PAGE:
He Created the Myth of Nietzsche

Collection of six books inscribed to the author's brother Hans Georg, including: Deutsche Gestalten. Fest- und Gedenkreden, 1934. The Dedication Copy. [With:] Wartburg. Spruchgedichte, 1933. "Exemplar Nr. 2', additionally inscribed, "Ohne Gefahr keine Rettung". [And] Griecheneiland, 1934. [And] Das weiße Pferd. No. 8 of 120 copies, [1936]. [And] Straßburg. Ein Gedichtkreis, 1928. [And] Nietzsche. Versuch eine Mythologie, 1929.

Leipzig, Berlin: Insel-Verlag, etc, 1928-1936.

Price: $3,000.00

About the item

First editions of the first four titles, later editions of the last two titles. 7 vols. 8vo. He Created the Myth of Nietzsche. Original publishers' bindings (cloth or paper over boards). Four titles in dust jacket and/or publisher's box. Buchner 18, 39, 58, 61; Sarkowski 142, 144, 153, 155.

Item #43917

Ernst Bertram (1884-1957), Germanist and poet, was appointed professor of German literature and philology at the University of Cologne in 1921. His friends included Stefan George, Friedrich Gundolf and Thomas Mann; he was among Mann's closest personal friends during the war years and the 1920s. Bertram and Mann were among the co-editors of Ariadne, the 1925 Jahrbuch der Nietzsche-Gesellschaft; Mann's correspondence with Bertram has been published as Th. Mann an E. Bertram. Briefe aus den Jahren 1910-1955, ed. Inge Jens (1960). It was Bertram's study of Nietzsche that laid the groundwork for the philosopher's ascent into the Nazi pantheon.
Bertram's partner was calligrapher and Germanist Ernst Glöckner, in memory of whom Das weiße Pferd was printed; their unpublished correspondence from 1906 until Glöckner's death in 1934 amounts to some 5000 love letters and cards.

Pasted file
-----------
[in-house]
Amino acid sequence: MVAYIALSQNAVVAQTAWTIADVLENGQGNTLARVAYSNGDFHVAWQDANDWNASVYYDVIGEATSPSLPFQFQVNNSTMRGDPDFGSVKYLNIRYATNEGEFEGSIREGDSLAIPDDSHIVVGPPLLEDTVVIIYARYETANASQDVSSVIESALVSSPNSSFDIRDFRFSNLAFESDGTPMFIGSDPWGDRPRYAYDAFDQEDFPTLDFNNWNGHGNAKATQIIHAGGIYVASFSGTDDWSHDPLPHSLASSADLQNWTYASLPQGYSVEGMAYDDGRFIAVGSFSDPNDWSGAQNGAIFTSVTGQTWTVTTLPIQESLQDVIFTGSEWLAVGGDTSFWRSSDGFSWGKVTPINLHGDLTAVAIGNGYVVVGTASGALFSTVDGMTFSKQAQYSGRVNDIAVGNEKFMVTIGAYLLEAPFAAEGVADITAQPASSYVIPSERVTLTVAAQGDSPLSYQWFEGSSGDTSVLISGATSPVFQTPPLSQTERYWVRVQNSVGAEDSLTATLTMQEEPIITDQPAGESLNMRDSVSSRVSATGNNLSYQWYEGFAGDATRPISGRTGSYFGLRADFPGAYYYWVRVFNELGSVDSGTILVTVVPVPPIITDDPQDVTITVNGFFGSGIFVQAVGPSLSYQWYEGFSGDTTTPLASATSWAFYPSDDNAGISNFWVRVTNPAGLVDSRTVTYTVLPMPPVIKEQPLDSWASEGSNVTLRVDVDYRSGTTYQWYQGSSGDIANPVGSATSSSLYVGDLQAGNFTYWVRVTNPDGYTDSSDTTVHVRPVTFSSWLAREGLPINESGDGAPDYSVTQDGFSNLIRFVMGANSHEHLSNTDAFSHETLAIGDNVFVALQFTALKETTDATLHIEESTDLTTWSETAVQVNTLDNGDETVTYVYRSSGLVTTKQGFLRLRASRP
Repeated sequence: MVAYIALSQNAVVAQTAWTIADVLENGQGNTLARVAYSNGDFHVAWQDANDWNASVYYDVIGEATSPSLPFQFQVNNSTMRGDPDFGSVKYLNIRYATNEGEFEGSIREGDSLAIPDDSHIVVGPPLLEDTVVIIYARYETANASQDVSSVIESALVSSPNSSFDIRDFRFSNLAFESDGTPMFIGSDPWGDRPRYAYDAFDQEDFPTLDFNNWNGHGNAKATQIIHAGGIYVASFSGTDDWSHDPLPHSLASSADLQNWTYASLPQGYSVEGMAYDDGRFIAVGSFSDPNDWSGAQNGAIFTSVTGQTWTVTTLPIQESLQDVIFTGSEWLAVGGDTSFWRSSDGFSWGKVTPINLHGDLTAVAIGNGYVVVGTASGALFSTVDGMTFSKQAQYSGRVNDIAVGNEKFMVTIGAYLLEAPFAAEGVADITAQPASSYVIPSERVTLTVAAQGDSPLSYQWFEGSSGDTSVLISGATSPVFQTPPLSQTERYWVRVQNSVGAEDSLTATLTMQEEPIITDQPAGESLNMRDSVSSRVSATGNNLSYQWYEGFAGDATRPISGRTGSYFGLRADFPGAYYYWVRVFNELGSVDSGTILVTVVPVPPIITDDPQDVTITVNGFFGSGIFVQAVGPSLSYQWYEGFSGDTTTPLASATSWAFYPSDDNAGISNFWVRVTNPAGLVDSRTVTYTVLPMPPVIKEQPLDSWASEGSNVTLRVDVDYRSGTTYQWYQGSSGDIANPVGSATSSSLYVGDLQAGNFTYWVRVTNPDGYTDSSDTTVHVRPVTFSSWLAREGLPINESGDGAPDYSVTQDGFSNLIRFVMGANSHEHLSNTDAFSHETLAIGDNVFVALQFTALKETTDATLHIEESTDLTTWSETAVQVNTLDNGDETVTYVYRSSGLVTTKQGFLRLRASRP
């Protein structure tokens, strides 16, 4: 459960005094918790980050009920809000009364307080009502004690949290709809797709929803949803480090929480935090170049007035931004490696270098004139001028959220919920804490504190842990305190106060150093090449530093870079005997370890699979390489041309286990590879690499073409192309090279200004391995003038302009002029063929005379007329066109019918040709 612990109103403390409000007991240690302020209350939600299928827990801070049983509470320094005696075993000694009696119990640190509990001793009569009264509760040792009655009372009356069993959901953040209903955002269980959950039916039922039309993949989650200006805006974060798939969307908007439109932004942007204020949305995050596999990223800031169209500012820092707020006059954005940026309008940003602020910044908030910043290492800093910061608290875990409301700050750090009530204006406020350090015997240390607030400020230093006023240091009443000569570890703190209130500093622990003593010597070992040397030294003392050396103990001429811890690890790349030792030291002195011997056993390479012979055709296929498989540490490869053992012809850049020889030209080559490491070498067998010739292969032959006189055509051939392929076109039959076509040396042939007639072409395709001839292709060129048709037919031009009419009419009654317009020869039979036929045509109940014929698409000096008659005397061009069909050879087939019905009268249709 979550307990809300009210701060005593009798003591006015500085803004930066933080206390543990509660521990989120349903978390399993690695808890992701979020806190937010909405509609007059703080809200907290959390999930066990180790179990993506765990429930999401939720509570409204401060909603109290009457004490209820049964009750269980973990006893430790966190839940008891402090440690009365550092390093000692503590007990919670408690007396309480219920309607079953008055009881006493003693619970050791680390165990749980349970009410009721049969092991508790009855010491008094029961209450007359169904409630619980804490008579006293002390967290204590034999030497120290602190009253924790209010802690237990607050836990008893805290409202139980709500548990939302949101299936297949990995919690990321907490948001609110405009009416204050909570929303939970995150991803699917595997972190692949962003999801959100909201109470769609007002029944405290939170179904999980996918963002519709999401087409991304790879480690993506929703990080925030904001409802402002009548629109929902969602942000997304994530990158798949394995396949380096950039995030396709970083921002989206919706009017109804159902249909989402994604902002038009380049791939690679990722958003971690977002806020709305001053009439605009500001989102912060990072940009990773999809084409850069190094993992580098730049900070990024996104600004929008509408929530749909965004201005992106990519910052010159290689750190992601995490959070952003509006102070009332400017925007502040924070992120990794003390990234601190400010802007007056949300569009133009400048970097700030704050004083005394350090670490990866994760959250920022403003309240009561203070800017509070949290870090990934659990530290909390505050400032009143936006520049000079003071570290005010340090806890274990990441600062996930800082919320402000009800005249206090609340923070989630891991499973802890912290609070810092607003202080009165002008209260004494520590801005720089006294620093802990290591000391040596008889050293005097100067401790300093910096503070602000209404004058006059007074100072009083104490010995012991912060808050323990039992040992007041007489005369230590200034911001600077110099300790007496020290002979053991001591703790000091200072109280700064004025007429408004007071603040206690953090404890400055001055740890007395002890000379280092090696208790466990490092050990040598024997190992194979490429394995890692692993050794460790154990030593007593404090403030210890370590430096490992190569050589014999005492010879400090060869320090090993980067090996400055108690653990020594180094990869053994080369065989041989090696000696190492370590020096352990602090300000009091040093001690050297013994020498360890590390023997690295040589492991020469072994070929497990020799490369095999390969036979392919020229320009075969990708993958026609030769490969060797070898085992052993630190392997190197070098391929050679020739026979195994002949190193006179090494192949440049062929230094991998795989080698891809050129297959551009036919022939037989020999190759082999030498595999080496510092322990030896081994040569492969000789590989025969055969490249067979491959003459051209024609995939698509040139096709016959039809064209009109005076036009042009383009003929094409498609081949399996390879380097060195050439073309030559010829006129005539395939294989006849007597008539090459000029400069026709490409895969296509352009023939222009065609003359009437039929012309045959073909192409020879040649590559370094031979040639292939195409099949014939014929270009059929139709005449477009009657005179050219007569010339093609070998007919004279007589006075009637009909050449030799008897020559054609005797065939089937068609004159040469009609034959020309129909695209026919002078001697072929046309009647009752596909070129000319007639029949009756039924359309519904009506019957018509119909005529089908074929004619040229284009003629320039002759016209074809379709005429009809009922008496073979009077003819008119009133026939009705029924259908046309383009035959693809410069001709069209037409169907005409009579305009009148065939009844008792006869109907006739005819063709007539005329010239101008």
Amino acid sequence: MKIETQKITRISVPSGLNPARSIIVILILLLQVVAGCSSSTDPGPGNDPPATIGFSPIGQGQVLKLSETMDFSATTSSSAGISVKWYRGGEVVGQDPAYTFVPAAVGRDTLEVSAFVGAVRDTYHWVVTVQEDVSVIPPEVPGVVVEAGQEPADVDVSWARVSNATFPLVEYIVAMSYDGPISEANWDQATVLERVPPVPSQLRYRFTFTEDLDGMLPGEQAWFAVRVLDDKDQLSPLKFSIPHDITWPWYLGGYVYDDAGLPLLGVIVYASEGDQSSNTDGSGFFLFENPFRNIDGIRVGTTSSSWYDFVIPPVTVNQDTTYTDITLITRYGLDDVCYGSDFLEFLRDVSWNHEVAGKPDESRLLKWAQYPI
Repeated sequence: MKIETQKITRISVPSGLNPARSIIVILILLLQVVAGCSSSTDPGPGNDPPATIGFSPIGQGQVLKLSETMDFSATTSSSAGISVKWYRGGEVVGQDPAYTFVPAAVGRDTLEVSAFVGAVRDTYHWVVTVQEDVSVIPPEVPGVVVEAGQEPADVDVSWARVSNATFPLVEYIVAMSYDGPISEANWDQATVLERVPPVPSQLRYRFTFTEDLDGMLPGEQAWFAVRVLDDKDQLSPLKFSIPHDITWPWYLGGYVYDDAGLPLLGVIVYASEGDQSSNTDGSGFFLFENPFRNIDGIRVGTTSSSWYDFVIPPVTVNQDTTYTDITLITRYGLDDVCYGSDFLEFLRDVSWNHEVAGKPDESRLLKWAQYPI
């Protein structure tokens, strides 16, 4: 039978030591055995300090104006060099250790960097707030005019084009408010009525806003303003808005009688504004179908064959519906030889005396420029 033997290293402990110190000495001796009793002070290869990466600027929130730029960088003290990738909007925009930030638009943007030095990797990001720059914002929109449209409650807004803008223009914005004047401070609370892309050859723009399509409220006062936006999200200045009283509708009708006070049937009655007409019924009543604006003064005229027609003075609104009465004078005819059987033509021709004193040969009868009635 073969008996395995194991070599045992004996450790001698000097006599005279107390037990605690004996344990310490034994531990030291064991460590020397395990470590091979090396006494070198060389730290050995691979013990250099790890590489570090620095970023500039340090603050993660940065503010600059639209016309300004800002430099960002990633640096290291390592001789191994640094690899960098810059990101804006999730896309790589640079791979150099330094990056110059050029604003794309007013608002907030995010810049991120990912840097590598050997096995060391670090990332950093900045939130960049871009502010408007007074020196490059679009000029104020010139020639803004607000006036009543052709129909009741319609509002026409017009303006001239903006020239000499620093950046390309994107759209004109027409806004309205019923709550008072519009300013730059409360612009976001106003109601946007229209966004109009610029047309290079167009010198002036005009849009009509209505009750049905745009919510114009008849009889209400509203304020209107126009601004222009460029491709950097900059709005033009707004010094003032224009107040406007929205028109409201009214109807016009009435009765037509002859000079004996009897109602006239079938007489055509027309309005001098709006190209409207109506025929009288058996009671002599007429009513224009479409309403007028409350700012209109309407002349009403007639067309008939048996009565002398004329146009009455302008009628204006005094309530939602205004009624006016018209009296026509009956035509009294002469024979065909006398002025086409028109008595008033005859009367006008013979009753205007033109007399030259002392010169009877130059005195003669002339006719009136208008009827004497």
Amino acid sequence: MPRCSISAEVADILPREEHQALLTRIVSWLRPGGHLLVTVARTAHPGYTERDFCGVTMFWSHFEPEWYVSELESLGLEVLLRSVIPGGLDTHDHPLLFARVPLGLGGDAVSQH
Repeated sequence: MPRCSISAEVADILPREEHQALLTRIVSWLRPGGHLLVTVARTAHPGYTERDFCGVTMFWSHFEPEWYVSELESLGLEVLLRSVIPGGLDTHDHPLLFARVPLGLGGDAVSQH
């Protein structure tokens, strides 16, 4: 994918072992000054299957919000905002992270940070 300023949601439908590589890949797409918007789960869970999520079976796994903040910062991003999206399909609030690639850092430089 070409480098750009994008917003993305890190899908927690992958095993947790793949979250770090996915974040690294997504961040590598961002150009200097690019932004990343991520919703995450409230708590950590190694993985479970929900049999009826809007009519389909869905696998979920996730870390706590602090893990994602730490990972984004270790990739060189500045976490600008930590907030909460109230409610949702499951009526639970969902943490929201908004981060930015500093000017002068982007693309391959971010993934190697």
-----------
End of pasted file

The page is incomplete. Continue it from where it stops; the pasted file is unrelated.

From the 1920s on, Bertram's poetry became increasingly mythological in its concern with the "nordische Seele des Rheinlands." He was ultimately unable to resist the Nazi movement, though he protested the destruction of the writings of Mann and Gundolf. Because of his close links to the Nazis, Bertram was dismissed from his academic post in 1946.
A selection of Bertram's works with an outstanding association, each of the six volumes bearing a dated inscription to his brother Hans Georg:
Deutsche Gestalten, a collection of cultural and literary essays, is the Dedication copy, inscribed "in recollection of the love of Ernst Glöckner" in June 1934, just after Glöckner's death (cloth, in dust jacket and publisher's slipcase).
Das weiße Pferd, [Leipzig, 1936]. No. 8 of 120 copies privately printed as a memorial to Ernst Glöckner (parchment-backed green boards, printed labels, in printed dust jacket).
Wartburg, 1933. Additionally inscribed on the half-title, "Ohne Gefahr keine Rettung" (without danger no salvation) and on the imprint, "Exemplar Nr. 2" (brown boards, printed labels).
Griecheneiland, 1934 (parchment-backed blue boards, printed labels)
Straßburg is present in the third, enlarged ed., 1928 (marbled boards, dust jacket printed on spine only); Bertram's profoundly influential work on Nietzsche, in the seventh, corrected ed., 1929, 18th-21st Thousand (gilt-stamped blue cloth, printed dust jacket and slipcase). Also accompanying these volumes is Gedichte, 4th, enlarged ed., 1924 (parchment-backed marbled boards, printed dust jacket).